Mitt Romney rejected the assertion from President Obama's campaign that he would not have ordered the assassination of Osama bin Laden, saying "of course" would have made the same decision had he been in the White House.

"Even Jimmy Carter would have given that order," Romney said Monday before a New Hampshire campaign event, according to multiple media reports.

Last week, the Obama campaign released a video marking the first anniversary of the mission into Pakistan that killed the al Qaeda leader. In the video, former President Clinton heralds Obama's decision-making, and the ad suggests Romney might not have made the same decision.


On Sunday, former White House spokesman Robert Gibbs told Fox News he didn't "think it's clear that [Romney] would" have ordered the mission.

"Osama bin Laden no longer walks on this planet today because of that brave decision and the brave actions by the men and women in our military — and quite frankly Mitt Romney said it was a foolish thing to do a few years ago," Gibbs said. "Maybe the comments he made a few years ago he admits are wrong, or he's flip-flopped on yet another issue."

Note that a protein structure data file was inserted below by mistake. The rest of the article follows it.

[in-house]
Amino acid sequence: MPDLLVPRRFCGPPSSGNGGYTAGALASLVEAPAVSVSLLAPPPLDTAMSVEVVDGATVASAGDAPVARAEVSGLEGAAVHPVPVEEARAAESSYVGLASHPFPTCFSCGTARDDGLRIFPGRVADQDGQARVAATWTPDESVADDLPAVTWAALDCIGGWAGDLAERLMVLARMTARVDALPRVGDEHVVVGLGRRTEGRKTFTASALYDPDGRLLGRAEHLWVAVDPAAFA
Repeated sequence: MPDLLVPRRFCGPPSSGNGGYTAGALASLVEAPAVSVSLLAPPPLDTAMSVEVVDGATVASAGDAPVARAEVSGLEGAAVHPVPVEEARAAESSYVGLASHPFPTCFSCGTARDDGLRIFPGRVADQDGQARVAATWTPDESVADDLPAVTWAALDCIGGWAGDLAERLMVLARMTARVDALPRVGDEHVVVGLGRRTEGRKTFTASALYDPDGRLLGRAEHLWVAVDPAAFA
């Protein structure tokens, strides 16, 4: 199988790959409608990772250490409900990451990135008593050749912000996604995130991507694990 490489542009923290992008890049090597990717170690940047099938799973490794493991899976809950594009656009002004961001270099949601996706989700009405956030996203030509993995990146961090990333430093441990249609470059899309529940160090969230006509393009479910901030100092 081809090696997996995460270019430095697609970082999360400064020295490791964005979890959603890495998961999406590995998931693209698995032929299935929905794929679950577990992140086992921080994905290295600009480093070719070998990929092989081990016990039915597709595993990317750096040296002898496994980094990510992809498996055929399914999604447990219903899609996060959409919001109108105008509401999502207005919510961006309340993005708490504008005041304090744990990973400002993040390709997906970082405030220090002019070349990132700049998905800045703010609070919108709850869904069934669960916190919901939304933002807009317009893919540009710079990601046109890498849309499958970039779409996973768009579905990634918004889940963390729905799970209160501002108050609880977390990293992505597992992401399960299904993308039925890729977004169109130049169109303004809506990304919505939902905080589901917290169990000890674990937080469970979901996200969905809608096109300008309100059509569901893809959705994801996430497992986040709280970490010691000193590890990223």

In 2007, Romney said, "It's not worth moving heaven and earth spending billions of dollars just trying to catch one person." The Obama campaign has seized upon that remark.

During the same press scrum, Romney surrogate and former New Hampshire Gov. John Sununu (R) said there were "19 or 20" names under consideration as potential running mates for Romney.

"I know that the bowl has about 19 or 20 little folded pieces of paper in it, and they keep shaking the bowl," Sununu said, according to CNN.

One such candidate, Sen. Kelly AyotteKelly Ann AyotteThese Senate seats are up for election in 2022 Biden's FDA nominee advances through key Senate committee The 10 races that will decide the Senate majority MORE (R-N.H.), introduced Romney on Monday, but Sununu said she could be at a disadvantage because she is also from a northern state.

Sununu also predicted Romney would carry the state by "3 or 4 points" in November, despite currently trailing President Obama by 9 points, according to the latest polls.